Issue Description: Incomplete coalescence of solder powder into the joint. This defect has the appearance of a bunch of grapes.
1) Optimize the reflow profile to minimize oxidation of the solder powder and to maximize activity of the flux during reflow.
Shorten soak time to reduce oxidation of the solder powder prior to reflow, and to prevent premature loss of flux activity.
Increase peak temperature to provide more heat for the solder powder to completely coalesce.
2) Use Type 3 solder powder rather than Type 4 or 5 if the application allows.
Type 3 solder powder has lower surface area and correspondingly lower oxide relative to Type 4 or 5 solder powders.
3) Switch to a higher activity solder paste formulation.
We supply higher activity versions of many of our solder pastes in order to combat these type of issues. The use of higher concentrations and different types of activators allows the paste flux to deal with high levels of oxide on solder powders.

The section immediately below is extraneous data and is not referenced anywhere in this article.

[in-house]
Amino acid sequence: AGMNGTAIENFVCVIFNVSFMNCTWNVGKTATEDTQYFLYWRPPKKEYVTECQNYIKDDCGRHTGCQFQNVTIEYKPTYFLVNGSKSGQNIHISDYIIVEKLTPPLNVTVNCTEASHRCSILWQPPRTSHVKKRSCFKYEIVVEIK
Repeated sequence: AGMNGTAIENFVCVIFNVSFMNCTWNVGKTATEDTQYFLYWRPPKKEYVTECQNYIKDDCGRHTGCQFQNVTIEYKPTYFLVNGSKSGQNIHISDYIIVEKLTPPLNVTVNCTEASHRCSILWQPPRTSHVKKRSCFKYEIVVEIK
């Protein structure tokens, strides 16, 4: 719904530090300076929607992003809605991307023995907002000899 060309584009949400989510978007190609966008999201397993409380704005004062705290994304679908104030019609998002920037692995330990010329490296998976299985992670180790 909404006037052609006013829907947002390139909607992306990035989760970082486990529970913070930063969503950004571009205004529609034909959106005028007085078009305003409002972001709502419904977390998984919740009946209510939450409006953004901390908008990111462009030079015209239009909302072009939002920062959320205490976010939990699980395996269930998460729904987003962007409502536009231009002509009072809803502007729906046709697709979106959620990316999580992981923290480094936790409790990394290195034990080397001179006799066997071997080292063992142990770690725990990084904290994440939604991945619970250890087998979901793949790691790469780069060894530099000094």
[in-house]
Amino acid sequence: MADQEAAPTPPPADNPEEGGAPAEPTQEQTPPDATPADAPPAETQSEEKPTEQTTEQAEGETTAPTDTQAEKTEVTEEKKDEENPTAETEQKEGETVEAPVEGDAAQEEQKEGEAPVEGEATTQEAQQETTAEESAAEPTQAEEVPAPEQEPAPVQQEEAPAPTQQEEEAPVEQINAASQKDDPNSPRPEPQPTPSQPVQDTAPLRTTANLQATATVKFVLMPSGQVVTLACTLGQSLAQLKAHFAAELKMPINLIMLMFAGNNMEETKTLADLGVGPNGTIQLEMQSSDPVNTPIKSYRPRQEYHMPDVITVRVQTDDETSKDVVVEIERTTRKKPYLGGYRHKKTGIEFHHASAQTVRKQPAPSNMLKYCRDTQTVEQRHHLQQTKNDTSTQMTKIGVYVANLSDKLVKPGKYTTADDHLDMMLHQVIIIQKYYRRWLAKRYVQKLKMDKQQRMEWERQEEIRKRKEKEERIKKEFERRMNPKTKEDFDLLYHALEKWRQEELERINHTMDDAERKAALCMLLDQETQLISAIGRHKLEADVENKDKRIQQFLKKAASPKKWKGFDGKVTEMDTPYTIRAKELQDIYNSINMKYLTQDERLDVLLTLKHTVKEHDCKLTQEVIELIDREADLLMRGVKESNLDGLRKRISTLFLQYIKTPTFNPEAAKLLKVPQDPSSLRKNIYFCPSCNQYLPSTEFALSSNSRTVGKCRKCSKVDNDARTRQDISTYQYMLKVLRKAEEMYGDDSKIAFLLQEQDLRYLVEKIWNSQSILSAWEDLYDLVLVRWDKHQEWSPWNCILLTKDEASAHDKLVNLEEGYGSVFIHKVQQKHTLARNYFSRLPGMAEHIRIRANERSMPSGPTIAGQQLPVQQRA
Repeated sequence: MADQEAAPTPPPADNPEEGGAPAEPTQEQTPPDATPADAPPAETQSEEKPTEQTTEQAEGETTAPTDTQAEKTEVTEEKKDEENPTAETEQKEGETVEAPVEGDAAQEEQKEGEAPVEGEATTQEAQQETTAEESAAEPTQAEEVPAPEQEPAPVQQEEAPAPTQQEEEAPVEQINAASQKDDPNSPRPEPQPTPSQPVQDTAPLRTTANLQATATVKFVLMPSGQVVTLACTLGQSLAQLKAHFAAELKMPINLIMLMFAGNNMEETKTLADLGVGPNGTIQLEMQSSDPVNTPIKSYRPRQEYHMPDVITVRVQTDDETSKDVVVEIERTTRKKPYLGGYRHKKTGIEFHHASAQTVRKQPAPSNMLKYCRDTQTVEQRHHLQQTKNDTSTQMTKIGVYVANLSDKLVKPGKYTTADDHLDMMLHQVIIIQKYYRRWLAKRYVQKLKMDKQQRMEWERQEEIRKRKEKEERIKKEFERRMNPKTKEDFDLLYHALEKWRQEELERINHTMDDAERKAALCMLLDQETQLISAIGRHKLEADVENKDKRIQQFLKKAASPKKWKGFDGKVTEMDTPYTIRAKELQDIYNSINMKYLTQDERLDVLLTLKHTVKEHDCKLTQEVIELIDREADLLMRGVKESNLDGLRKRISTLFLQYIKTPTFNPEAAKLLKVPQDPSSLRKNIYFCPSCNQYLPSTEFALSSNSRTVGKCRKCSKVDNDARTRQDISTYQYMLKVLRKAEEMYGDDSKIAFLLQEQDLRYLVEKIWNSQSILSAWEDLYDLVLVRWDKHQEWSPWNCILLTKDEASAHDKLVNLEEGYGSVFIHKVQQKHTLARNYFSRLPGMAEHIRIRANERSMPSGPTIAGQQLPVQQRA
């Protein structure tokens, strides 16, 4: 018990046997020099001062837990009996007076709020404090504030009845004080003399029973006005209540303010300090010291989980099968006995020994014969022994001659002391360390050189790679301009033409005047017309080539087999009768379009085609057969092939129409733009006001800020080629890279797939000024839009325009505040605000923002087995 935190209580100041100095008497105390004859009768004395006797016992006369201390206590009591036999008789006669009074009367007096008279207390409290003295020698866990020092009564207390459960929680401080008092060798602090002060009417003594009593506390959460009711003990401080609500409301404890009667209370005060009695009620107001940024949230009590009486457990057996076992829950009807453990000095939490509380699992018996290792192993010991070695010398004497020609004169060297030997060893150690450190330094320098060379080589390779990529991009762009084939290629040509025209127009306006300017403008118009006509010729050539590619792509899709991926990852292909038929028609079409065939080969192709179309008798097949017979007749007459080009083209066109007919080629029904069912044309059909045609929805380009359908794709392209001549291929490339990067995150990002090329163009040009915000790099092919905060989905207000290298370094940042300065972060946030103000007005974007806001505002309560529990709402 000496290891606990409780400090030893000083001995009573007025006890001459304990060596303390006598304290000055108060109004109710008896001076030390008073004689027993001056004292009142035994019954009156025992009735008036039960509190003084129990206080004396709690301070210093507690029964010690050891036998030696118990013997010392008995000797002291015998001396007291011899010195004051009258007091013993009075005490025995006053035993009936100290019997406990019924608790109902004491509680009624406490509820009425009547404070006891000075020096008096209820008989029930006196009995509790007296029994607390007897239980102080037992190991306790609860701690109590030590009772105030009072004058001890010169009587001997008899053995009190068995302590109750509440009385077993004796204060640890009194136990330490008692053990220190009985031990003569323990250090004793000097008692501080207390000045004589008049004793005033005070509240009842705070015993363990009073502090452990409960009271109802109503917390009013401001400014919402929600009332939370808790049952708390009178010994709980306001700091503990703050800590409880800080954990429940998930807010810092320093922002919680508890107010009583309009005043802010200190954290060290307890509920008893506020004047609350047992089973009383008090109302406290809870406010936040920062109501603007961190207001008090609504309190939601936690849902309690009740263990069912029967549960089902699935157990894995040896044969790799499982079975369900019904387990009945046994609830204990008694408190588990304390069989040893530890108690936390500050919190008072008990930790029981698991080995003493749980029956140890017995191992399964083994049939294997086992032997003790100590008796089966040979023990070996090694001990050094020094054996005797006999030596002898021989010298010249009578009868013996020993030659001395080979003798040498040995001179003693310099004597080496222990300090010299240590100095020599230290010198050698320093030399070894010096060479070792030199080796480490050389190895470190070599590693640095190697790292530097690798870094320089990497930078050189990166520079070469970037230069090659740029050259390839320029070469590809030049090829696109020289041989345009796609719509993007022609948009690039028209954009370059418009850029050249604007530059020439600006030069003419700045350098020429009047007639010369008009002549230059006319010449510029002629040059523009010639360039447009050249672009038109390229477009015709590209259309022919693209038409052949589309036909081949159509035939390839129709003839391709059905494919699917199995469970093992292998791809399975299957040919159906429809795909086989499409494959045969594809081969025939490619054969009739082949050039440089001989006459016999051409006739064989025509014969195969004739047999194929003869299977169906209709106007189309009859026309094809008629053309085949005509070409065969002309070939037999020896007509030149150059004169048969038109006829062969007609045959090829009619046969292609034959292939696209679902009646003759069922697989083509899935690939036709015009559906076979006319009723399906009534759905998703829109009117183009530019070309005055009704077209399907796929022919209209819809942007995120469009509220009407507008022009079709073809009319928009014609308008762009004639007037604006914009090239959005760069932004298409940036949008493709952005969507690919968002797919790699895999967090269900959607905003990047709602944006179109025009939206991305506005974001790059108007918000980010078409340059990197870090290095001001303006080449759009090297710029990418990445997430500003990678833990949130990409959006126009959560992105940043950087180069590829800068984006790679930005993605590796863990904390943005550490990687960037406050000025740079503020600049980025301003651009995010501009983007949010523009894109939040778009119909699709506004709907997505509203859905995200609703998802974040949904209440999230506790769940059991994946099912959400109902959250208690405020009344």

WS889A8 is a higher activity version of WS889, NL932X and NL932PTX are higher activity versions of NL932 and NL930PT respectively.
4) Modify the stencil to print a higher volume of paste in trouble spots.
Graping is typically seen on smaller pads, where solder paste volume may be insufficient. Our NanoSlic stencil coating provides the benefit of increased solder paste volume even through apertures down to 0.300 SAR (surface area ratio).
Apertures can typically be enlarged resulting in higher solder paste volume.